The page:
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Everyone desires respect, but it’s not something that people give. Respect is earned, both in your personal life and your career. This guide focuses on your work setting. Earning respect at work is simpler than most people think. Mastering these five keys will lead to all of the esteem and admiration from your peers that you could ever want:
- Work ethic
- Body language
- Word choice
Each of these five components plays an integral role in the workplace. Let’s go through each one so you can unlock the secrets to earning respect at work.
1. Demonstrate Your Work Ethic
Showing a strong work ethic is the most important of the five keys. After all, you won’t keep your job very long if you’re not an efficient employee. But we’re talking about respect here, not job performance. You owe it to yourself and your co-workers to put in a good effort every day. Do your job to the best of your ability. That’s all anyone can ask for.
To be clear, being a hard worker doesn’t just mean volunteering for overtime hours or staying late to help on projects. Going above and beyond would certainly improve your reputation, but you don’t have to sacrifice your well-being to earn respect. Instead, take small steps to make the lives of your colleagues easier. Here are a few simple examples:
- Keep your workstation clean and organized, especially if you share a desk cluster with other people.
- Tell your peers about future days off well in advance. Don’t leave them hanging.
- Keep your communication lines open. Answer your calls and respond to emails in a timely manner.
- Give people recognition for small achievements. They will reciprocate.
- Don’t take criticism or any other remarks personally.
- Own up to your mistakes. You’re not perfect, so don’t bother acting like it.
- Speak your mind — respectfully, of course — to show your confidence and independence.
- Most importantly, never complain in front of co-workers. Nobody respects a whiner.
You don’t have to be a genius or a pack mule to earn respect at work. You just need to be a normal employee with good working habits. Be physically and mentally present every day, and show your co-workers why you’re the best fit for the position.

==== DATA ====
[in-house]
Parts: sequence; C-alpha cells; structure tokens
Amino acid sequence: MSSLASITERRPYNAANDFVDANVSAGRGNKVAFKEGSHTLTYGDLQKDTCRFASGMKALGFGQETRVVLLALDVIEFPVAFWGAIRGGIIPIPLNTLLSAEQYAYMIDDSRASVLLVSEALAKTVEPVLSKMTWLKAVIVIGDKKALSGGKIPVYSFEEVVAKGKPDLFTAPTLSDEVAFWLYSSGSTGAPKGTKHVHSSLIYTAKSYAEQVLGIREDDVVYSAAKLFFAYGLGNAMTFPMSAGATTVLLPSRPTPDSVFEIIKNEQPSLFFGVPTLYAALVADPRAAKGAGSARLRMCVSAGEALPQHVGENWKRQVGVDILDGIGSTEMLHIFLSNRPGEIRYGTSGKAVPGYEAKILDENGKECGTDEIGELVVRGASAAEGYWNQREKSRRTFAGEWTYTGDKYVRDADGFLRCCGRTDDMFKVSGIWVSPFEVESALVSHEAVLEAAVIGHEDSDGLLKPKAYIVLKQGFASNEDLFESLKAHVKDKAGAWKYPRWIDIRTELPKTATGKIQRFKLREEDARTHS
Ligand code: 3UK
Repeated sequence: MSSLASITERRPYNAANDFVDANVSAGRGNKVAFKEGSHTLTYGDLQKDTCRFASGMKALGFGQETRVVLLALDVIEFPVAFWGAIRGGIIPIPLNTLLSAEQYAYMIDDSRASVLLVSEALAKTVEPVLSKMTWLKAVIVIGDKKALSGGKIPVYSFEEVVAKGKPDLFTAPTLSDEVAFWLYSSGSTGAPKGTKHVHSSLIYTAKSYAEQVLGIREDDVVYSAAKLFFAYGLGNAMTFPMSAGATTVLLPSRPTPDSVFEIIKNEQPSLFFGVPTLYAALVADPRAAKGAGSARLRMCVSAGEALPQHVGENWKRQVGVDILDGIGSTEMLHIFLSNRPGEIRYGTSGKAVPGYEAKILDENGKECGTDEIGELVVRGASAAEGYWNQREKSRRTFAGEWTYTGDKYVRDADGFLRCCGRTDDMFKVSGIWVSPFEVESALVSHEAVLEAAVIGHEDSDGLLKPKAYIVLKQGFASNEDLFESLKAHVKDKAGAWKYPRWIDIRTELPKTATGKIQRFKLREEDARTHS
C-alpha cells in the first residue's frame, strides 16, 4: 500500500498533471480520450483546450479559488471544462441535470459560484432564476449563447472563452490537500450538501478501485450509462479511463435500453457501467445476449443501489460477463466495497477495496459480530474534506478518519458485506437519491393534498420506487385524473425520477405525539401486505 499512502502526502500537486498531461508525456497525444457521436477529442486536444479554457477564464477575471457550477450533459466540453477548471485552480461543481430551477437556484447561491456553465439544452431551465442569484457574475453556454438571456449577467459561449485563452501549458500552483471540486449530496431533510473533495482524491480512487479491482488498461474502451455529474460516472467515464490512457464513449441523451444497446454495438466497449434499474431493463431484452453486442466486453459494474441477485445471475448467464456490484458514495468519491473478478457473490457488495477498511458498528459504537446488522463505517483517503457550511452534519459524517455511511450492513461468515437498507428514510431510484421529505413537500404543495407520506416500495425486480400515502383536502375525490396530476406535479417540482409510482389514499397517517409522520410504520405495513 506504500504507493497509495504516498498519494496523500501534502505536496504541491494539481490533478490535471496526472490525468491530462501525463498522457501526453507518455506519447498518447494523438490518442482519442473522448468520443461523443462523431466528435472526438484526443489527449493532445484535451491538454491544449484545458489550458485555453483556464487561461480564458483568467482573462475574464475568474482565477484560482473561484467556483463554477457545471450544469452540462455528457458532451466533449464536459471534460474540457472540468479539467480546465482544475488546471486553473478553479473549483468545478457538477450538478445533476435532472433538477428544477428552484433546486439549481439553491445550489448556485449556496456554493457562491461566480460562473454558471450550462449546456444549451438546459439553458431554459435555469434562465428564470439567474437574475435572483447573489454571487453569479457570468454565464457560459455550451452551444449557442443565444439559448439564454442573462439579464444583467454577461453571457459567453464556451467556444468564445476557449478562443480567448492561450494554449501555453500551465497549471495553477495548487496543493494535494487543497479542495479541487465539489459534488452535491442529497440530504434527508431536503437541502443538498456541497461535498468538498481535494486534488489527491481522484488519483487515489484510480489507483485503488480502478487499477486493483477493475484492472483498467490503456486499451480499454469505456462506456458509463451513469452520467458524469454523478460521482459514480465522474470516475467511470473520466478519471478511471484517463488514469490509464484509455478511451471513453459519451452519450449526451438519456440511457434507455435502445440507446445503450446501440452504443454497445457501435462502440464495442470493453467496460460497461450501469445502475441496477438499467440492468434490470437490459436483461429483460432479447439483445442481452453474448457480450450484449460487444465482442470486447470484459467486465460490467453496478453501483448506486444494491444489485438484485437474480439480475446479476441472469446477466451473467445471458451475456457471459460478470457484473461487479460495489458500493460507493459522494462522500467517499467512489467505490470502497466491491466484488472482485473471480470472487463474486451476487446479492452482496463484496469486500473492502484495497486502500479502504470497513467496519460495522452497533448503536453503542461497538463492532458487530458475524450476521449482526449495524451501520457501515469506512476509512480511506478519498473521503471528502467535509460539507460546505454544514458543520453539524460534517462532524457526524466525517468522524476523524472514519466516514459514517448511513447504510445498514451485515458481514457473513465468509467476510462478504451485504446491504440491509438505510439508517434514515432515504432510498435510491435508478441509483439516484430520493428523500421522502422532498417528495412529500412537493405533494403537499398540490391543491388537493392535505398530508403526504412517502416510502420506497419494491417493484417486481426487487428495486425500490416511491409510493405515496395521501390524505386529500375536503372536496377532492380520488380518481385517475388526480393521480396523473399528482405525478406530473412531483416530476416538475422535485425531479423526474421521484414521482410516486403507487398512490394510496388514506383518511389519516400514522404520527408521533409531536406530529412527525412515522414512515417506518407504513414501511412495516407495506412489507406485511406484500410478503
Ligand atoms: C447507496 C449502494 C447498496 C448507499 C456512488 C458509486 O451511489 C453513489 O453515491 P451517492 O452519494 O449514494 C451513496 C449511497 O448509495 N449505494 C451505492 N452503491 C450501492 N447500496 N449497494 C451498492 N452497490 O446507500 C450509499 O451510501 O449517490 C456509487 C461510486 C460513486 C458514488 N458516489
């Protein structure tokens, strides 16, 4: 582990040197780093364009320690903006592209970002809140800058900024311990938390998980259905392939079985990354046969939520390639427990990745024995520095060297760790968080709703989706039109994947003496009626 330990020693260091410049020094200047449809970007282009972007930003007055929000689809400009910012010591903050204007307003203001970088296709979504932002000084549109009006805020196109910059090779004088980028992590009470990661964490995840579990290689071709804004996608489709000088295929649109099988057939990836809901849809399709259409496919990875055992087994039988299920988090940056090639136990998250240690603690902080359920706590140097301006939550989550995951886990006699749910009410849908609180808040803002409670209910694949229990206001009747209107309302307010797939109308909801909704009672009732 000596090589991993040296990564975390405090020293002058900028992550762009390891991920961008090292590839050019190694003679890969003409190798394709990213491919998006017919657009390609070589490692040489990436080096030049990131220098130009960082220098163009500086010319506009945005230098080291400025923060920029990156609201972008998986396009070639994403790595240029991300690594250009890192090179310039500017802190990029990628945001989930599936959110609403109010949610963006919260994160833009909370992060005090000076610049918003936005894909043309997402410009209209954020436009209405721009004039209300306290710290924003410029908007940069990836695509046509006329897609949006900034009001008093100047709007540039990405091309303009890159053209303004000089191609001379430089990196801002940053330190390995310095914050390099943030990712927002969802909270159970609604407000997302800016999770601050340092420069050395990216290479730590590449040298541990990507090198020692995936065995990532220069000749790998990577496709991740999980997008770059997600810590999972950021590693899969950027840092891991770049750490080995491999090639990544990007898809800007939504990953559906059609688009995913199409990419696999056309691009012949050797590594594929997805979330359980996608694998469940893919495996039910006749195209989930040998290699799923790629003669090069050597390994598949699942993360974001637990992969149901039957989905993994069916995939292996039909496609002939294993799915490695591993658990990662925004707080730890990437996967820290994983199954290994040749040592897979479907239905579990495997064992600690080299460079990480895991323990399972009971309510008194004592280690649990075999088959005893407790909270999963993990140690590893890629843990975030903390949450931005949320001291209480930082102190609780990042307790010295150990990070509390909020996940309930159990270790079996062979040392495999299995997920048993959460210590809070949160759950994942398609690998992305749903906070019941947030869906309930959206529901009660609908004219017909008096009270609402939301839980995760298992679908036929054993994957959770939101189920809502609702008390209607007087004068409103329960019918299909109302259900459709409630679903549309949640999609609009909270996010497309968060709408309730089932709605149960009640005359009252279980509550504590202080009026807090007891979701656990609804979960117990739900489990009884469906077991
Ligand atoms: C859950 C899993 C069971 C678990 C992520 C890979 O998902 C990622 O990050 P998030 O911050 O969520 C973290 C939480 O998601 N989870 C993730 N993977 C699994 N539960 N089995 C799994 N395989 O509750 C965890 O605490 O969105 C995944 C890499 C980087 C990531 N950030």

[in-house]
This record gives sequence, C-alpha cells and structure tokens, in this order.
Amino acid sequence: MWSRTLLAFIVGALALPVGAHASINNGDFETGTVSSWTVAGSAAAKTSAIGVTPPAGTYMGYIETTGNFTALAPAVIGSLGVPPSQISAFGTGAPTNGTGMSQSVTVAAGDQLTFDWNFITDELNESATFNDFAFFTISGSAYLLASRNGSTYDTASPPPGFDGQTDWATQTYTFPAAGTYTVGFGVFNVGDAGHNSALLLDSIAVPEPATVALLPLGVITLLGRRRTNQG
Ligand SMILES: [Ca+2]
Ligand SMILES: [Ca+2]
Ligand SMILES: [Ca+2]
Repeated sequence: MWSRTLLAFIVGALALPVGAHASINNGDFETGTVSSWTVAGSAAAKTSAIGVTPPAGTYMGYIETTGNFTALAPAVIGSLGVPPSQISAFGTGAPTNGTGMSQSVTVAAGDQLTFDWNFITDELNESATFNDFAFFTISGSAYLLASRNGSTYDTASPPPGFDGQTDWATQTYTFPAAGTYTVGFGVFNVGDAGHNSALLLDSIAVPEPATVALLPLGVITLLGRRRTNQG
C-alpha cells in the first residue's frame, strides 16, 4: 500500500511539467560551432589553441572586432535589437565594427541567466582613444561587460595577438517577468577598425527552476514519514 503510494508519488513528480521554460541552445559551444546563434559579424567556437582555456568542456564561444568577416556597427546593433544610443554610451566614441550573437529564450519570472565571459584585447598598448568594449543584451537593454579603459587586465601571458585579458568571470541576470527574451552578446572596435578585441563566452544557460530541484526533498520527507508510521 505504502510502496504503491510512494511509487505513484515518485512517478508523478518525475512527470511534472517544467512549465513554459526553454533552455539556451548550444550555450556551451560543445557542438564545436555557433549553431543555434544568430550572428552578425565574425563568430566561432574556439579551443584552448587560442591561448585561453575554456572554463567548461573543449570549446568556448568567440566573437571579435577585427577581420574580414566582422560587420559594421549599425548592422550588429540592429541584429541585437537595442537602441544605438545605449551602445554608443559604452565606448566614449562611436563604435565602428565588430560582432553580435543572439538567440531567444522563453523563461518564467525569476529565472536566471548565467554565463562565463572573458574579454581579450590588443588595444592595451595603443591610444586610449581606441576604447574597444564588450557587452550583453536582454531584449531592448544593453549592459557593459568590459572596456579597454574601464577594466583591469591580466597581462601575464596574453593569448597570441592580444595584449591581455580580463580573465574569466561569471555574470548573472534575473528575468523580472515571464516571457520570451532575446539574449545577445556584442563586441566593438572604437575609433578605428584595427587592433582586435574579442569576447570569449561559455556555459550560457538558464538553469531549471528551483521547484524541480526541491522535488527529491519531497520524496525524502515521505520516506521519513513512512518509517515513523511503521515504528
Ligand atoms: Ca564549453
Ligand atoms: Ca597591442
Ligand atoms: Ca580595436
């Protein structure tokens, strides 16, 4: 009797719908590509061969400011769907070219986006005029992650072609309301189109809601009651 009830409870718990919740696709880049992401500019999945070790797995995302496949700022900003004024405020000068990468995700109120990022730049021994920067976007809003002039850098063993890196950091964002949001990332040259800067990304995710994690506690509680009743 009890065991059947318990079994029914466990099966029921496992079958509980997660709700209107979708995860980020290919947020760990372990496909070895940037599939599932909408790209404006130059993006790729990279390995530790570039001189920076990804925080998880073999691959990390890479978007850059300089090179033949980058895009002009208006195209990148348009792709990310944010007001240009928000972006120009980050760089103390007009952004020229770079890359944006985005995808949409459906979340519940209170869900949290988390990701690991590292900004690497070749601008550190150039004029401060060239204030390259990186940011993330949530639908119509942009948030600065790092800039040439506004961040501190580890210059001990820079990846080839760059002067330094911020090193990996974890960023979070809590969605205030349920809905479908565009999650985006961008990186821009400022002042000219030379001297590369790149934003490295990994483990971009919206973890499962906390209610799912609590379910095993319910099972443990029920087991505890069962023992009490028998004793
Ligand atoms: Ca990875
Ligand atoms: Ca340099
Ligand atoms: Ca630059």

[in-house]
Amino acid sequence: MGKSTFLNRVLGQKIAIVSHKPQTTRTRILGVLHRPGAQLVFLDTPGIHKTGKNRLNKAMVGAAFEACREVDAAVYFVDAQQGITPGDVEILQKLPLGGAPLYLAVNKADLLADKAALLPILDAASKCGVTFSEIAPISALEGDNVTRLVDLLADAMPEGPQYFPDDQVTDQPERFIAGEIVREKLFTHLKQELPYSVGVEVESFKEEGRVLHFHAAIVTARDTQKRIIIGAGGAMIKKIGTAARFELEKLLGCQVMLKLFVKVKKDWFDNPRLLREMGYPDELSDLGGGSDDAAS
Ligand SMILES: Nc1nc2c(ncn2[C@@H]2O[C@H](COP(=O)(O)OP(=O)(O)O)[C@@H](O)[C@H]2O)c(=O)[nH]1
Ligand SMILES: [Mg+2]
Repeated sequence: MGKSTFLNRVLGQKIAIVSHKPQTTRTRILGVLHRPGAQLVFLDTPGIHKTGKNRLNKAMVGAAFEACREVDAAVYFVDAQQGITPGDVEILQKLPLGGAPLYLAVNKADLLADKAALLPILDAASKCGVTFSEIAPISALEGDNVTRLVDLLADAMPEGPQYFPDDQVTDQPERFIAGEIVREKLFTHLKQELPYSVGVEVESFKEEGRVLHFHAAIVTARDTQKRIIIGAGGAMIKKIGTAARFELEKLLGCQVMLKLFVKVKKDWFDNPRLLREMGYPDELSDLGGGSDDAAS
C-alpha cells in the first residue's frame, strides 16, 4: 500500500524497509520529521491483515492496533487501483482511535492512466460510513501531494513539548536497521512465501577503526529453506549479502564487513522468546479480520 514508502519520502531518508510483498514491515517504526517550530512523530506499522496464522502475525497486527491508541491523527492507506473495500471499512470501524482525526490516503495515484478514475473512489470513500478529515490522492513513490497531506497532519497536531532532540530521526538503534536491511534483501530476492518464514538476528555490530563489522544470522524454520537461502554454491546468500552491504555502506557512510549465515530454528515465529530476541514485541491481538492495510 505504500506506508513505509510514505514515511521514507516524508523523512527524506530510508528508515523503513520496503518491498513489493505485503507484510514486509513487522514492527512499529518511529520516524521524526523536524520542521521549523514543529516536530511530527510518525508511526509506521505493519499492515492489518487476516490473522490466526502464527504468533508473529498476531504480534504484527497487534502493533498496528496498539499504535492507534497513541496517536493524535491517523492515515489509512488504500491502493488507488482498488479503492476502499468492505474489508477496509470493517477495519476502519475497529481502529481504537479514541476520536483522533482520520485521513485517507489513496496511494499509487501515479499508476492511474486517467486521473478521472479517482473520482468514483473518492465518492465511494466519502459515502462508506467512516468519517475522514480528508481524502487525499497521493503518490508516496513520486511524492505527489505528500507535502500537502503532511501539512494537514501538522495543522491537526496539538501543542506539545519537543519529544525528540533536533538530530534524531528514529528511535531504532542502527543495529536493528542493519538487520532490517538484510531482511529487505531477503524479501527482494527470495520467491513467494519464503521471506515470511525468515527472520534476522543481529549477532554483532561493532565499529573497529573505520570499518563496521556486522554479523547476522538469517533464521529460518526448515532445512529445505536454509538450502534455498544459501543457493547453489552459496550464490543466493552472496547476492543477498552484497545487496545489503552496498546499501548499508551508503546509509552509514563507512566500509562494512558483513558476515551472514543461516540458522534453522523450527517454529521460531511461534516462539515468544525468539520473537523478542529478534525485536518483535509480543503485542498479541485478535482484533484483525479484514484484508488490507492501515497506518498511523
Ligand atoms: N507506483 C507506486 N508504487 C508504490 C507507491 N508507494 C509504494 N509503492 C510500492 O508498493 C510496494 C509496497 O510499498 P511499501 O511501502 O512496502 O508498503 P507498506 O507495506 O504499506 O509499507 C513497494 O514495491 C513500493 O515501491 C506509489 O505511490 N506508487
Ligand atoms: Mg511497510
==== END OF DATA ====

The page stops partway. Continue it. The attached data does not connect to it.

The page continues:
2. Practice Good Self-Care Habits
The second key is one of the cardinal rules of life: in order to earn respect, you must first respect yourself. Self-respect means practicing healthy and responsible habits, especially regarding your physical appearance. Your hair, skin, teeth and other such traits are the first things that people notice when they see you.
Let’s look at a negative example first. Your co-workers won’t respect you if you have poor hygiene. They will draw all kinds of negative conclusions about your character and personality. Even if you’re a competent worker, they won’t care because you aren’t a well-rounded person. If you don’t take care of yourself, how can they respect you?
Now look at the opposite scenario. If you put in the effort to make yourself presentable every day, it shows that you have your priorities straight. You care enough about your job to practice good hygiene and dress up. Your peers will respect you for it. Some might even be jealous, which is an underhanded form of respect that you should gladly accept.
You don’t have to go crazy with the self-care, but you should at least check these boxes:
- Brush your teeth and bathe every day.
- Comb or brush your hair.
- Keep your nails trimmed.
- Moisturize your skin.
- Shave or trim your facial hair.
- Use gum or mints to maintain fresh breath.